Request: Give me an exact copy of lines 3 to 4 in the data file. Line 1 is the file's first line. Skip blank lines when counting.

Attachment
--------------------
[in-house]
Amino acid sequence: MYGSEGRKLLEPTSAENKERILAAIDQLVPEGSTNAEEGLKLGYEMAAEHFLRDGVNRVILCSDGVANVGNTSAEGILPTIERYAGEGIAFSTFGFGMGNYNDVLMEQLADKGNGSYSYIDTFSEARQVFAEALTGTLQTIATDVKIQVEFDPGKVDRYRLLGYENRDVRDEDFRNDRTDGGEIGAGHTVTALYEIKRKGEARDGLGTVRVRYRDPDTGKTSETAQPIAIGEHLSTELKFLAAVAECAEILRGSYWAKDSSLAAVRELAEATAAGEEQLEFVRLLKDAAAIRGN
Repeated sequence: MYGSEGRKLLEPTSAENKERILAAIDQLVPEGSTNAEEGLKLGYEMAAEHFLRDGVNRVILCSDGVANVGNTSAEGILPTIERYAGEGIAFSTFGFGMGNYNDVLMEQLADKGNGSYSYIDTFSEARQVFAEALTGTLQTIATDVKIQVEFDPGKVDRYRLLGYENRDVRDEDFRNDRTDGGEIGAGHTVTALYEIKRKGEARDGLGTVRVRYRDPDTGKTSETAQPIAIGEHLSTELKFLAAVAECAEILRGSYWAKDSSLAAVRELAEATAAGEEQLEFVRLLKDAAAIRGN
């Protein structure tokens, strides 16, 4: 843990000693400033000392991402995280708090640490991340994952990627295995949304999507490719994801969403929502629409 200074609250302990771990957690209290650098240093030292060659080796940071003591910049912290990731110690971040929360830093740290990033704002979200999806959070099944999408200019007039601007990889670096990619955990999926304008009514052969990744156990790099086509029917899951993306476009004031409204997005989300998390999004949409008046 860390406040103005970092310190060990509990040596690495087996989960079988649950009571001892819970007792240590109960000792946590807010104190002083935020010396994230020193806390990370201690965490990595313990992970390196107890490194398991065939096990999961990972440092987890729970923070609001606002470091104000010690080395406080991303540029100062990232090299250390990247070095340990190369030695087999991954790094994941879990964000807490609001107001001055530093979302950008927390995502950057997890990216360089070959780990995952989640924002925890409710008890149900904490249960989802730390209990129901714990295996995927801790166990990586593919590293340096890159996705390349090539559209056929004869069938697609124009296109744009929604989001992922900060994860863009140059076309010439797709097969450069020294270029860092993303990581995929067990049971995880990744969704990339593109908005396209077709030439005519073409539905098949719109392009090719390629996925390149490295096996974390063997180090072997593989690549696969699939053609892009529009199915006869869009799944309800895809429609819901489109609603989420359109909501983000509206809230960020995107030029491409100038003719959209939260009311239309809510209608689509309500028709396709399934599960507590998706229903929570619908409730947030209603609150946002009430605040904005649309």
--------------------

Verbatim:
Repeated sequence: MYGSEGRKLLEPTSAENKERILAAIDQLVPEGSTNAEEGLKLGYEMAAEHFLRDGVNRVILCSDGVANVGNTSAEGILPTIERYAGEGIAFSTFGFGMGNYNDVLMEQLADKGNGSYSYIDTFSEARQVFAEALTGTLQTIATDVKIQVEFDPGKVDRYRLLGYENRDVRDEDFRNDRTDGGEIGAGHTVTALYEIKRKGEARDGLGTVRVRYRDPDTGKTSETAQPIAIGEHLSTELKFLAAVAECAEILRGSYWAKDSSLAAVRELAEATAAGEEQLEFVRLLKDAAAIRGN
């Protein structure tokens, strides 16, 4: 843990000693400033000392991402995280708090640490991340994952990627295995949304999507490719994801969403929502629409 200074609250302990771990957690209290650098240093030292060659080796940071003591910049912290990731110690971040929360830093740290990033704002979200999806959070099944999408200019007039601007990889670096990619955990999926304008009514052969990744156990790099086509029917899951993306476009004031409204997005989300998390999004949409008046 860390406040103005970092310190060990509990040596690495087996989960079988649950009571001892819970007792240590109960000792946590807010104190002083935020010396994230020193806390990370201690965490990595313990992970390196107890490194398991065939096990999961990972440092987890729970923070609001606002470091104000010690080395406080991303540029100062990232090299250390990247070095340990190369030695087999991954790094994941879990964000807490609001107001001055530093979302950008927390995502950057997890990216360089070959780990995952989640924002925890409710008890149900904490249960989802730390209990129901714990295996995927801790166990990586593919590293340096890159996705390349090539559209056929004869069938697609124009296109744009929604989001992922900060994860863009140059076309010439797709097969450069020294270029860092993303990581995929067990049971995880990744969704990339593109908005396209077709030439005519073409539905098949719109392009090719390629996925390149490295096996974390063997180090072997593989690549696969699939053609892009529009199915006869869009799944309800895809429609819901489109609603989420359109909501983000509206809230960020995107030029491409100038003719959209939260009311239309809510209608689509309500028709396709399934599960507590998706229903929570619908409730947030209603609150946002009430605040904005649309």